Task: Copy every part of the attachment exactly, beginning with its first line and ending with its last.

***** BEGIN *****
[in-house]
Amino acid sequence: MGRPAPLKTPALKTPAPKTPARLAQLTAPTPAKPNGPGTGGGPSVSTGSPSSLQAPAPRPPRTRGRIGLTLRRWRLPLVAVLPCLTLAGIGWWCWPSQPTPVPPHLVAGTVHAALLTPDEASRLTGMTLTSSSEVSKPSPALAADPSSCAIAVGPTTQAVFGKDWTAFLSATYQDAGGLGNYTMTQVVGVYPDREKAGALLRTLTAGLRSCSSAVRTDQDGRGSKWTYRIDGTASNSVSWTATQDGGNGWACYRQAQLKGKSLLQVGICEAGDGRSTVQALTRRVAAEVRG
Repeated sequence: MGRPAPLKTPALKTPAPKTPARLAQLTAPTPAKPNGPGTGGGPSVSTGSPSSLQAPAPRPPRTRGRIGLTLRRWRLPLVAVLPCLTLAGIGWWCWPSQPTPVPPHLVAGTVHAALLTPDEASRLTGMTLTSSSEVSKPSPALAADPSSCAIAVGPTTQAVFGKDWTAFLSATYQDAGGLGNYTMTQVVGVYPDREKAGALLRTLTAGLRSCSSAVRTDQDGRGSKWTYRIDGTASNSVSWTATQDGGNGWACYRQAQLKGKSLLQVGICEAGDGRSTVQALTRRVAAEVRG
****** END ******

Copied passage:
[in-house]
Amino acid sequence: MGRPAPLKTPALKTPAPKTPARLAQLTAPTPAKPNGPGTGGGPSVSTGSPSSLQAPAPRPPRTRGRIGLTLRRWRLPLVAVLPCLTLAGIGWWCWPSQPTPVPPHLVAGTVHAALLTPDEASRLTGMTLTSSSEVSKPSPALAADPSSCAIAVGPTTQAVFGKDWTAFLSATYQDAGGLGNYTMTQVVGVYPDREKAGALLRTLTAGLRSCSSAVRTDQDGRGSKWTYRIDGTASNSVSWTATQDGGNGWACYRQAQLKGKSLLQVGICEAGDGRSTVQALTRRVAAEVRG
Repeated sequence: MGRPAPLKTPALKTPAPKTPARLAQLTAPTPAKPNGPGTGGGPSVSTGSPSSLQAPAPRPPRTRGRIGLTLRRWRLPLVAVLPCLTLAGIGWWCWPSQPTPVPPHLVAGTVHAALLTPDEASRLTGMTLTSSSEVSKPSPALAADPSSCAIAVGPTTQAVFGKDWTAFLSATYQDAGGLGNYTMTQVVGVYPDREKAGALLRTLTAGLRSCSSAVRTDQDGRGSKWTYRIDGTASNSVSWTATQDGGNGWACYRQAQLKGKSLLQVGICEAGDGRSTVQALTRRVAAEVRG